F-35 To F-22: Can We Talk? Finally, The Answer Is Yes

F-35 To F-22: Can We Talk? Finally, The Answer Is Yes

F-35 To F-22: Can We Talk? Finally, The Answer Is Yes

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WASHINGTON: Starting in December, the Air Force will try new network technology in real-world experiments every four months, the service’s new chief architect said today. The initial experiment next month will take three small but crucial steps towards the military’s goal of a comprehensive Multi-Domain Command & Control network linking all four services across all five domains, land, sea, air, space, and cyberspace:

  • New ways to share data between aircraft and ground forces (this one is tentative);
  • cloud-based common operational picture that tracks where friendly forces are and displays a map of their constantly updated positions;
  • The highest-profile piece, a communications link that finally allows F-35 and F-22 stealth fighters to share data without giving away their position.

“I Iike the F-22/F-35 [experiment], because it’s a problem that everybody recognizes and everybody says, ‘oh, it’s really hard to do,” Preston Dunlap told me after discussing the effort at the Defense One conference here. ”I want to prove we actually can do hard things.”

Why is this so difficult? As stealth aircraft whose whole raison d’être is to evade detection, the F-22 and F-35 would rather not use conventional radios to communicate in combat because the transmissions are too easy for an enemy to pick up. So both jets use so-called Low Probability of Detection/Low Probability of Interception (LPD/LPI) communications – but they each use different ones that operate on different frequencies with incompatible software. F-22s use a unique Intra-Flight Data Link (IFDL) that works only with other F-22s, while the newer F-35s use the Multifunction Advanced Data Link (MADL), which can only talk to other F-35s.

Dunlap wouldn’t detail the approach his team is using to connect the two aircraft, but it involves a gadget called a “gateway” that effectively translates between IFDL and MADL. It’s also very, very nascent, he cautioned.

“It’s not 100 percent done. This is going to be like the 10 percent solution,” Dunlap told me. While he’s taking inspiration from the rapid-fire cycles known in the IT sector as DevOps (Development/Operations), the December experiment will not necessarily even be what the Silicon Valley would call “a minimum viable product.”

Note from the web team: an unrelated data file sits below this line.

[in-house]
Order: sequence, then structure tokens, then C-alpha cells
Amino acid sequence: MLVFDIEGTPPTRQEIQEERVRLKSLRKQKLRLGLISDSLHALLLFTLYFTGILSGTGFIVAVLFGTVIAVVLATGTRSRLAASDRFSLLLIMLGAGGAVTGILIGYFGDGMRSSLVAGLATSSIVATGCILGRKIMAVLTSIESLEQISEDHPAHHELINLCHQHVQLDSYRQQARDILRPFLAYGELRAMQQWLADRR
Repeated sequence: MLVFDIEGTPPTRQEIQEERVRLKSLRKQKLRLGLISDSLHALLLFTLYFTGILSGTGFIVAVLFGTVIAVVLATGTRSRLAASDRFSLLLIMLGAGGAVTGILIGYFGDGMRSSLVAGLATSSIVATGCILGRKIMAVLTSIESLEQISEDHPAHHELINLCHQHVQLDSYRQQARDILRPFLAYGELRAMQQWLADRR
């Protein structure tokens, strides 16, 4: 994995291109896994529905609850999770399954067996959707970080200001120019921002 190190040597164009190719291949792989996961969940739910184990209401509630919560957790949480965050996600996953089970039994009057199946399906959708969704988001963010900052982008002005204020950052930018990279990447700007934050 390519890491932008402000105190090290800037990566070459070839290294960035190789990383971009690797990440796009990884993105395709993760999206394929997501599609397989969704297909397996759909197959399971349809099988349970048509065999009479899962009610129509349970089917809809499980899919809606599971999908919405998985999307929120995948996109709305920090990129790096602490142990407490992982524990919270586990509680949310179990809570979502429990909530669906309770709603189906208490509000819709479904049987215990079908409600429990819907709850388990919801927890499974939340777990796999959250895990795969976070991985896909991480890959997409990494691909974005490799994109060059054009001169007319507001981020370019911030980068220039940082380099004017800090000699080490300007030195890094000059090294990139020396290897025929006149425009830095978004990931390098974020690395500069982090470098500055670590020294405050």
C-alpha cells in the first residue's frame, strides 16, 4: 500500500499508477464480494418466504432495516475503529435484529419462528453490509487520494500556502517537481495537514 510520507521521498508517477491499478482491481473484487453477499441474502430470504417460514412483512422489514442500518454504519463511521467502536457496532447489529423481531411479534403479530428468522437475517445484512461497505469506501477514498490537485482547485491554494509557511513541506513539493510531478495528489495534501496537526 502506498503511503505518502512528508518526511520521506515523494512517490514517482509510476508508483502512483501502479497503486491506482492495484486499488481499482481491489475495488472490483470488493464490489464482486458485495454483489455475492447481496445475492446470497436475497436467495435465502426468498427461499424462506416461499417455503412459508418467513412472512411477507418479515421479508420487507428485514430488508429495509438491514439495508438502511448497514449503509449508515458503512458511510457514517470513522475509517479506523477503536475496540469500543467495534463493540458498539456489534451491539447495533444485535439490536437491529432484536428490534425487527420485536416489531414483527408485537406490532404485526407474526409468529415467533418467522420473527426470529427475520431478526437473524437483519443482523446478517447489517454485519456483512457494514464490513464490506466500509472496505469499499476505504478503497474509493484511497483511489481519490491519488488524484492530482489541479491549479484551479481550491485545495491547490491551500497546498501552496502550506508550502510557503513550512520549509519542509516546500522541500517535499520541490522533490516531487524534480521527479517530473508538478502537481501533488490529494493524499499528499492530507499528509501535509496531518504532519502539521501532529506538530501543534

“Nothing will be solved in December,” he said. The goal is to get something that works well enough to test in real-world conditions and get feedback from real pilots. Then you take that data and improve your 10 percent solution to 12 percent, or 15 percent, or higher, and run the improved version through another test four months later – then rinse and repeat every four months until you get something good enough to field to actual combat forces.

“Really, December’s going to baseline the state of play and what’s available,” Dunlap told me. “Then we’ll come again in March/April with the lessons that we’ve learned out of that.”

“There’s nothing magical about four months, but the point is that we want to make sure we’re not losing the momentum going forward,” he said.

Over time, Dunlap aims to add more and more pieces to the project. His ultimate goal is to have something happening every four months in each of a half-dozen areas.

“I’ve got six product categories that we care a lot about,” he told me. “We want to be able to integrate sensors. We want to get data off of them. We want to secure the process. We want to be able to put applications [on the system] and connect capability and people together. And we want to output an effect.” (“Effect” is military jargon for anything from publishing a press release, to jamming a radar, to hacking a network, to blowing everything up).

“Across all those lines of effort, every four months we want those to be able to pull into an integrated set of exercises and operational scenarios,” he said. “Ideally, there’d be something from each of those” in each experiment.

“Some folks could say….it seems like that takes a lot of faith,” said Dunlap, a self-described “evangelist” for the new approach. “But it’s actually less faith [than a traditional 10-year procurement program], because you’re going to see faith become sight every four months.”

“You’ll to get to see the capability grow,” he told me, “and you can easily off-ramp things that aren’t working and on-ramp things that are starting to work.”

 

This article was written by Sydney J. Freedberg Jr. from Breaking Defense and was legally licensed through the NewsCred publisher network. Please direct all licensing questions to legal@newscred.com.

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